An intense public struggle has erupted among loyalists to former secretary of State Hillary Clinton, with jockeying for influence in her widely anticipated presidential campaign, The New York Times
At issue is a fight over access to high-end donors whose backing is crucial to the groups that have been set up to support a presumed bid in the absence of a formal campaign organization, and tensions are emerging between former Obama operatives and longtime Clinton loyalists.
"It is 'The Dream Team,' but only five can start," John Morgan, a Florida lawyer who has raised money for Obama and hosted fundraisers with former President Bill Clinton, told the Times. "Who do you put at guard? Jordan, LeBron, Kobe, Magic, Bird, Derrick Rose? That is where it is."
Among the Obama veterans now working behind the scenes for Clinton is New York-based pollster Joel Benenson, who was chosen over several other pollsters that had longstanding Clinton ties.
In addition, Ready for Hillary super PAC has chosen a consulting firm founded by two Obama voter-turnout specialists, while Jim Margolis, who handled media-buying contracts for Obama, will also advise Clinton, the Times reported.
Priorities USA Action super PAC, which is positioned to be the main advertising vehicle for a Clinton campaign, is lead by Jim Messina, Obama's 2012 campaign manager.
Messina is one of a handful of former Obama campaign operatives that have been hired or courted by Clinton's tight circle of advisers, which has ruffled feathers among longtime Clinton supporters who are looking to establish prominent roles.
The tensions became public Monday after David Brock, a longtime Clinton ally
, accused Priorities of planting negative stories about Brock's organizations, prompting him to resign from the board in protest.
The move reignited tales of infighting from Clinton's 2008 campaign, the Times noted.
Meanwhile, Priorities is now struggling in its efforts to line up cash to reach its $500 million fundraising goal, Politico
reported. The aim was to secure 30 or more pledges of at least $1 million, but so far the group has only roughly 10 firm commitments and has met with some resistance from top donors who have given to other Clinton organizations, including Ready for Hillary and American Bridge 21st Century.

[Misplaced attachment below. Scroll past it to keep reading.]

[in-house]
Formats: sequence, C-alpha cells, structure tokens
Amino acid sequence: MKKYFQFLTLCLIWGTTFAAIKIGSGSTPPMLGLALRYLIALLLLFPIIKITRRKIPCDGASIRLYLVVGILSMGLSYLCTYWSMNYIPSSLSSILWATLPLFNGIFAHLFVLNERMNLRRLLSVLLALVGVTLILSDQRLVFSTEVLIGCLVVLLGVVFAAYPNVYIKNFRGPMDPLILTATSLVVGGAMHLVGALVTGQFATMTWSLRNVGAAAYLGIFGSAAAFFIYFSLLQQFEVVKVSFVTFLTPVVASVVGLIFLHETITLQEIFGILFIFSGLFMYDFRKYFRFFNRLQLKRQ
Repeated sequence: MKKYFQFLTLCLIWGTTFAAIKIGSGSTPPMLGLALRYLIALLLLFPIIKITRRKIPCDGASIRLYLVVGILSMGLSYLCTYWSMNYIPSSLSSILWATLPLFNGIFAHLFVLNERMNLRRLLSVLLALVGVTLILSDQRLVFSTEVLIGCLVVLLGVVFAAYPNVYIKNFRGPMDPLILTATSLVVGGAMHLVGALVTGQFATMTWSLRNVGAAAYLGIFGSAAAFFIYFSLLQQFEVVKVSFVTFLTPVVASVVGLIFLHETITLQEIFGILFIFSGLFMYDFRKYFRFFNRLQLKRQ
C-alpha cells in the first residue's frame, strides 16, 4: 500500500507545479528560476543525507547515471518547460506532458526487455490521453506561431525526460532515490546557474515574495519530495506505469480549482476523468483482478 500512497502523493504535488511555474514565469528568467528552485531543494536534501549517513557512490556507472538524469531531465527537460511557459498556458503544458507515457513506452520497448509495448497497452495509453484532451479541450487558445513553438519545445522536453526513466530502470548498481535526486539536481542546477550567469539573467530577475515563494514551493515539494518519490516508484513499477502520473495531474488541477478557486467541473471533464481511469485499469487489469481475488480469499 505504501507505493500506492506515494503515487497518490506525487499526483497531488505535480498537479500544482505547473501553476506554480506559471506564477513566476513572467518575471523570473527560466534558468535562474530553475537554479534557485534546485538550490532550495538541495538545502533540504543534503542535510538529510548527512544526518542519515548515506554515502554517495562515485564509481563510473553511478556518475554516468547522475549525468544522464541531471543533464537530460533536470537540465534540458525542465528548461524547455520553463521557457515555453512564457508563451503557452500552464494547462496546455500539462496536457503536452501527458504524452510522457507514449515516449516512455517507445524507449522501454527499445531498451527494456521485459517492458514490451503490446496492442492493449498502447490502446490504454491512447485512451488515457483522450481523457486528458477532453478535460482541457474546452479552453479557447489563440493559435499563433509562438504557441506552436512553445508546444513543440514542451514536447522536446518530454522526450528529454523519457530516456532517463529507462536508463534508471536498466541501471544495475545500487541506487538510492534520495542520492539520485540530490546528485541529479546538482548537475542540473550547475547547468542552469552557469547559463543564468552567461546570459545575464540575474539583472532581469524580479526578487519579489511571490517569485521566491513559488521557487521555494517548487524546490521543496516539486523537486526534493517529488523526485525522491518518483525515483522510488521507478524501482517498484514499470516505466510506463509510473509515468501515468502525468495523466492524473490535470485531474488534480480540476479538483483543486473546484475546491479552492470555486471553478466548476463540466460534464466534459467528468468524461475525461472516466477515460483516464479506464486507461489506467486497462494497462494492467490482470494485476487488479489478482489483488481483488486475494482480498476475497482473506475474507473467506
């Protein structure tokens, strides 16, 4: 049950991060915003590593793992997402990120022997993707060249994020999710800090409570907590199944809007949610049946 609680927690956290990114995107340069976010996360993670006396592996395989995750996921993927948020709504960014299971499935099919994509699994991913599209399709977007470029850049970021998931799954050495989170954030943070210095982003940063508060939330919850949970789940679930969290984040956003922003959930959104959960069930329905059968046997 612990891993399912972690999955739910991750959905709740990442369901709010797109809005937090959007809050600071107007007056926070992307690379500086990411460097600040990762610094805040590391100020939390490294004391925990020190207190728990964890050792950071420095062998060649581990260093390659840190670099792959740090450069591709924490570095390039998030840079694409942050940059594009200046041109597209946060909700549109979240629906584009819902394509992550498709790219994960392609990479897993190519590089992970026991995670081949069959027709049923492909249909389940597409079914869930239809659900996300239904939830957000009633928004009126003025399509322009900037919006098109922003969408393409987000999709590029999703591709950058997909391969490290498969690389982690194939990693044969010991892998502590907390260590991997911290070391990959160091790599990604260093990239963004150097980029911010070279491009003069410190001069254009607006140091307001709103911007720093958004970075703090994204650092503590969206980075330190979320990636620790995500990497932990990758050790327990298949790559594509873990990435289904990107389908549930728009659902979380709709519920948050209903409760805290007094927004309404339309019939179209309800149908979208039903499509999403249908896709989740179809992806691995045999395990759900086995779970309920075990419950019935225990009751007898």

"The stumbles — and the slow fundraising start — raise doubts about a key assumption about Clinton's strength as a presidential candidate: that her allies will be able to rely on a seemingly bottomless well of support from rich supporters to build an historic political money juggernaut that will overwhelm prospective rivals," Politico said.
Over the past two years, American Bridge and Ready for Hillary raised a combined $29 million, Politico said.
Separately, the apolitical Clinton Foundation reported that it raised almost $250 million for an endowment it planned to complete before a campaign announcement, at which point the Clintons will likely have to step away from foundation activities.
By comparison, Priorities, created in 2011 to boost Obama's re-election, has raised just $364,000 over the last two years, but a spokesman for the group told Politico, "We are confident that we will have the resources necessary to execute our mission."
Nevertheless, the figures look weak compared to the GOP advertising network lead by the Koch brothers
, which has already pledged to spend at least $889 million on the 2016 campaign.
Some argue that Priorities must raise at least $500 million to effectively compete, Politico said, a figure that is likely out of reach, though many donors appear to be holding off until Clinton formally announces, and they may have already donated to other Clinton groups.
The Washington Post
said that it is Clinton's decision to delay an announcement that appears to be stymieing the ability of her PACs to get big-money commitments.
Other party fundraisers said that as soon as Clinton declares her candidacy, the money will begin flowing, and some have gone on the record to say that they will not consider making a donation until she is officially in the race.
"I'm waiting to see if Hillary announces a campaign and to see what it looks like," David desJardins, a San Francisco-based investor, told the Post.
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